And then we come to Titanfall. Now, now, don’t kill me, I know what you’re thinking: Titanfall is only announced for Xbox One, 360, and PC. But rumors are thickening that it could move to PlayStation 4 sometime in the future, and even if it doesn’t, hell, it was interesting enough that I’d like to tell you about it, even on a website that’s only about PlayStation stuff. (Are we not all gamers, in the end?) I’ll stick it in an update with these instead of making it its own post, so that you guys don’t behead me. We good? OK.
The Titanfall demo put me in a 4-on-4 deathmatch. The objective was simple of course: kill the other team members and don’t get killed yourself. At the beginning of the match, a timer starts counting down towards the dropping of a mech suit. You start out on foot, of course, but when your mech suit — called a Titan — falls from the sky, you can get in and really start busting people up. There are, however, special guns and special soldier classes that can make even the smallest enemies dangerous to your robot, so don’t get cocky.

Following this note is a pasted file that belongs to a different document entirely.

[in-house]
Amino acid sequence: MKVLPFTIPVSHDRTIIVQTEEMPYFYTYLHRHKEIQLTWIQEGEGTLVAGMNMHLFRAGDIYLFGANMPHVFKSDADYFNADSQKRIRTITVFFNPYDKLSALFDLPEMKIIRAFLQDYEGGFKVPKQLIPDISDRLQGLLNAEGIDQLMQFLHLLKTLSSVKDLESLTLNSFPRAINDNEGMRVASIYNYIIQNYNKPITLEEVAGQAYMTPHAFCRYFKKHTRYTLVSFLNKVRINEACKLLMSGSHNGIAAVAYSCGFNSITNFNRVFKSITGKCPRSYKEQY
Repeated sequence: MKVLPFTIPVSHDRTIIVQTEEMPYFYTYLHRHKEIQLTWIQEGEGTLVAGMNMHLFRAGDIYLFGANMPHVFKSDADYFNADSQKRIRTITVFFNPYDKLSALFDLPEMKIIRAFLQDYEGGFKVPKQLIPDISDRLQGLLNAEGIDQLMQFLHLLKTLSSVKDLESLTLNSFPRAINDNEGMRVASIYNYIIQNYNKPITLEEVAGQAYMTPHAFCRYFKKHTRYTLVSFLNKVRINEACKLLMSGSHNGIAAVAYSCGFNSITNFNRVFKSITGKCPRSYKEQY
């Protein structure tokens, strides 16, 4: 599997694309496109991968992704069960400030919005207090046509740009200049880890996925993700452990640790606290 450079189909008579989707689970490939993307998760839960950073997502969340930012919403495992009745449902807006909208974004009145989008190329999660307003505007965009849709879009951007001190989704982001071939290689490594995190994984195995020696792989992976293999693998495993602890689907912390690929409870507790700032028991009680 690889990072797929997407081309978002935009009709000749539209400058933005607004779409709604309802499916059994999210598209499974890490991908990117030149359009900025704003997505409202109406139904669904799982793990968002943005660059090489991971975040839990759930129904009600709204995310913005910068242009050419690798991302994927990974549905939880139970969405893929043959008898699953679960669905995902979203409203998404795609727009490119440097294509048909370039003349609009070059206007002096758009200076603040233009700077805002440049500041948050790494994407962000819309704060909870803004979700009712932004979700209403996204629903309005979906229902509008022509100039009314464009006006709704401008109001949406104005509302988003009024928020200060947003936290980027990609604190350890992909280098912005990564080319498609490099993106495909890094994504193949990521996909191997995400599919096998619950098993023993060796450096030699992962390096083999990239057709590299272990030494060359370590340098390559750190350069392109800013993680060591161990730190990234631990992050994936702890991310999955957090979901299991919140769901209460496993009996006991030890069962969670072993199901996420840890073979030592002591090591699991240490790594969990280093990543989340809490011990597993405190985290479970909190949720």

One of Titanfall‘s most heavily advertised features was the parkour type navigation of the battleground. Not only could our vertical leap be greatly increased with the double jump, but we were actively encouraged by people at the Microsoft booth to try running up the walls and then double jumping, and then catching another wall, and jumping off of that, doing all kinds of crazy acrobatics in the sky in order to reach crazy heights and take our opponents by surprise. But of course, since the 8 of us were playing Titanfall for the first time in our lives, we weren’t quite comfortable with these new mechanics. Apart from a few double jumps, I didn’t really see anyone doing the crazy stuff that the tutorial videos showed. I imagine with time and experience, that would of course change.